The Shotwick 9 – South Africa and England.

The last two stories belong to a South African and a Englishman born in France.

Lieutenant Hugh Robert Fuhr

RAF 67th Training Squadron – died 10am 14th June 1918 – aged 19

Born on August 24th 1898, he was the eldest son of Harry Augustus and Marie Elise Fuhr of 31 Upper Albert Rd, King Williams Town, Cape Province, South Africa.

Before joining the RAF he served with the 12th regiment, South African infantry who were part of the offensives at Ypres and Passchendale, both battles of which he may well have participated.

He died at 10am on the morning of Friday 14th June 1918 on a training flight in an Avro 504. Like a few other of the Shotwick 9 Lt Fuhr stalled the plane whilst turning forcing it to crash into the ground. He was only 19 years old and had seen more of life than we ever will. The only mystery is why he has a rather elaborate monument and grave compared to the small commonwealth headstones of the other pilots ? Somebody funded it and by the looks of things it was tended until recently indicating that he may have had relatives in the area. Only summising but the vase top on his grave indicates somebody would have regularly laid flowers.

Lieutenant Herbert Westgarth Soulby

RAF 51st Traing Depot Station – died 10.50am Saturday 19th October 1918 – age 22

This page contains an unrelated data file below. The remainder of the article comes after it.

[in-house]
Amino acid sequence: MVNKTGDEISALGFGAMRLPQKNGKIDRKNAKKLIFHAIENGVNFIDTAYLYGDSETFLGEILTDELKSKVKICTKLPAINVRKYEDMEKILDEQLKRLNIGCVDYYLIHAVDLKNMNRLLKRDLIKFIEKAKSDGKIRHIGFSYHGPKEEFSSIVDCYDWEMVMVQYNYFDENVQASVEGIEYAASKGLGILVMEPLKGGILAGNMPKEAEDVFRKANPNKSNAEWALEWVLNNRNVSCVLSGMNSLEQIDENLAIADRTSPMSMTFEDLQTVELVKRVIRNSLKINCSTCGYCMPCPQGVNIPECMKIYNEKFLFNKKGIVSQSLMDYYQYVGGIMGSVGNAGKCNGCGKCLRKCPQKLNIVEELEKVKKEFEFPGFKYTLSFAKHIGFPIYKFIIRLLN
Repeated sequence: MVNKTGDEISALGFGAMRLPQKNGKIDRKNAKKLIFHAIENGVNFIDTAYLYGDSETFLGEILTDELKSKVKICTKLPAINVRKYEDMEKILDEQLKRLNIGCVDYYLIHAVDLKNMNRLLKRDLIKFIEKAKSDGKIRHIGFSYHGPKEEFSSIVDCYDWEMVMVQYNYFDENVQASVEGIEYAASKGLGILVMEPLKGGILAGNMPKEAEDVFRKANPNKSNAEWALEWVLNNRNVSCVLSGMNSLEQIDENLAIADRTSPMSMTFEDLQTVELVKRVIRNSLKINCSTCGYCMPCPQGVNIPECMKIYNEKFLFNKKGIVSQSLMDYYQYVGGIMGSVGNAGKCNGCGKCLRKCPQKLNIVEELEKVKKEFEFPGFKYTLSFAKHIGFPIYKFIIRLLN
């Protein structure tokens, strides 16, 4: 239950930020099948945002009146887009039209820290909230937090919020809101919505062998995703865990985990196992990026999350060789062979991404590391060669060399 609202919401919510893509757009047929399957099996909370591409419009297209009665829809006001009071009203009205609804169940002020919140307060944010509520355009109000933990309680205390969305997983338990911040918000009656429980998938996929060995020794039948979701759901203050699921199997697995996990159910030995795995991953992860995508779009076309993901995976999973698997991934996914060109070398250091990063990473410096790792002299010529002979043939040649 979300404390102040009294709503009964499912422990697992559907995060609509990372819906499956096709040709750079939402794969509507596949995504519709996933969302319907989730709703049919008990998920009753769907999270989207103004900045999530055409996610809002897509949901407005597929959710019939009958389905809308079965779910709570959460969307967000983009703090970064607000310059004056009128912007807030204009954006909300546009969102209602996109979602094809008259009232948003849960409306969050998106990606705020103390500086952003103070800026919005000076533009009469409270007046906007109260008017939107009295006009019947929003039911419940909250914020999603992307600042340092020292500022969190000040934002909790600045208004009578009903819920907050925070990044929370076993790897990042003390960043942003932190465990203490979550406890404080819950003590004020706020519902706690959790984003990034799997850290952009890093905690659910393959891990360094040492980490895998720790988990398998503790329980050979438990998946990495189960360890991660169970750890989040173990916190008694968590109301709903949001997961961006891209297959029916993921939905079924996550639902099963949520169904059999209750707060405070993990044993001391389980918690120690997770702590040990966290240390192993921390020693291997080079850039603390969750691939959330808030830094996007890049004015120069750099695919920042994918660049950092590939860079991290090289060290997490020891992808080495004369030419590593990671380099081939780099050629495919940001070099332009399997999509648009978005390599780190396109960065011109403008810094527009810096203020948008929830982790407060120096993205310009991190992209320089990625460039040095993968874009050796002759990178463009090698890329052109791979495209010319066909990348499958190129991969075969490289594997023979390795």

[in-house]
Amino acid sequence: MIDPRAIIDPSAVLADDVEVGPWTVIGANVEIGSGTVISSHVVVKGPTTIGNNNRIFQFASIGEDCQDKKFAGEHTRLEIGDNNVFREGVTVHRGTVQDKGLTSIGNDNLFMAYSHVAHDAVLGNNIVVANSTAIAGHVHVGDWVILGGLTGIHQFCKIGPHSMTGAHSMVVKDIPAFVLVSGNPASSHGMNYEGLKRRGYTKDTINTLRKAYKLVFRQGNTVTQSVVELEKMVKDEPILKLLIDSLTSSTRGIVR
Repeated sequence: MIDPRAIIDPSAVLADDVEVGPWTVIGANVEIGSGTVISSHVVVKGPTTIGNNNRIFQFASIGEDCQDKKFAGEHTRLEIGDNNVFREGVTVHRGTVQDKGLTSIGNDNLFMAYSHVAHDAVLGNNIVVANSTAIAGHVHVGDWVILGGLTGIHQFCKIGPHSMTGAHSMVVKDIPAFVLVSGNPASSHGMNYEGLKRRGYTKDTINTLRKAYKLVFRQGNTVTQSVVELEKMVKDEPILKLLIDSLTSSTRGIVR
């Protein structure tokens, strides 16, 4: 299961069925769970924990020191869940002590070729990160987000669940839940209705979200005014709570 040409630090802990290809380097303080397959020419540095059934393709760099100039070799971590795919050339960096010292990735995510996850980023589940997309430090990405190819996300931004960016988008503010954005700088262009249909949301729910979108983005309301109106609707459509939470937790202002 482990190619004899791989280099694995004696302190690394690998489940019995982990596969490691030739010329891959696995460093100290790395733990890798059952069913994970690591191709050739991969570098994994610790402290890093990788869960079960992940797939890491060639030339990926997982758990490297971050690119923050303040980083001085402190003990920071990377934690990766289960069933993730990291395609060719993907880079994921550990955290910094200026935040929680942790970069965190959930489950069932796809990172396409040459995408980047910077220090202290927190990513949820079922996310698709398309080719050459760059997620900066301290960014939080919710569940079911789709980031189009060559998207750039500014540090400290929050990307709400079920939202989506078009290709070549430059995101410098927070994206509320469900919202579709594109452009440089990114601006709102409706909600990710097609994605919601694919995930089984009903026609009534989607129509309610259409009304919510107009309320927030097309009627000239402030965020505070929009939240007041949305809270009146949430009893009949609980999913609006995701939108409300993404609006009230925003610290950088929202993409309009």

Son of Herbert Walter Soulby and born in Croix de Guerre, France in 1896. Joined the Suffolf Regiment and is highly likely to have been involved in the battle of Ypres in October 1915. On 29th October 1915 he was made 2nd Lieutenant at the age of 19.

It is not known what happened until joining the RAf, suffice to say he survived a lot of action. Sadly, on Saturday 19th October 1918, less than a month before the end of the war, his luck ran out. He was piloting an Avro 504, instructing a passenger, 19 year old cadet Harold Beever from Sheffield. He mis-judge a turn very close to the ground, apparently stalling the plane that then crashed into the ground. Lt Soulby was killed instantly. Cadet Beever was described as “injured serious” and sadly later died of his injuries.

Cadet Beaver was, as far as i can discover, the only passenger to be killed at RAF Shotwick. He is not buried in St Michaels and extensive searches have failed to locate his resting place. His father was Mr N Beever of 51 Glover St, Lawfields, Sheffield. It is assumed his body was returned to Yorkshire and buried locally.

The final resting place of the Shotwick 9. The brave young men who all died learning to fly.

One thought on “The Shotwick 9 – South Africa and England.

Leave a Reply

Fill in your details below or click an icon to log in: Logo

You are commenting using your account. Log Out /  Change )

Google photo

You are commenting using your Google account. Log Out /  Change )

Twitter picture

You are commenting using your Twitter account. Log Out /  Change )

Facebook photo

You are commenting using your Facebook account. Log Out /  Change )

Connecting to %s

This site uses Akismet to reduce spam. Learn how your comment data is processed.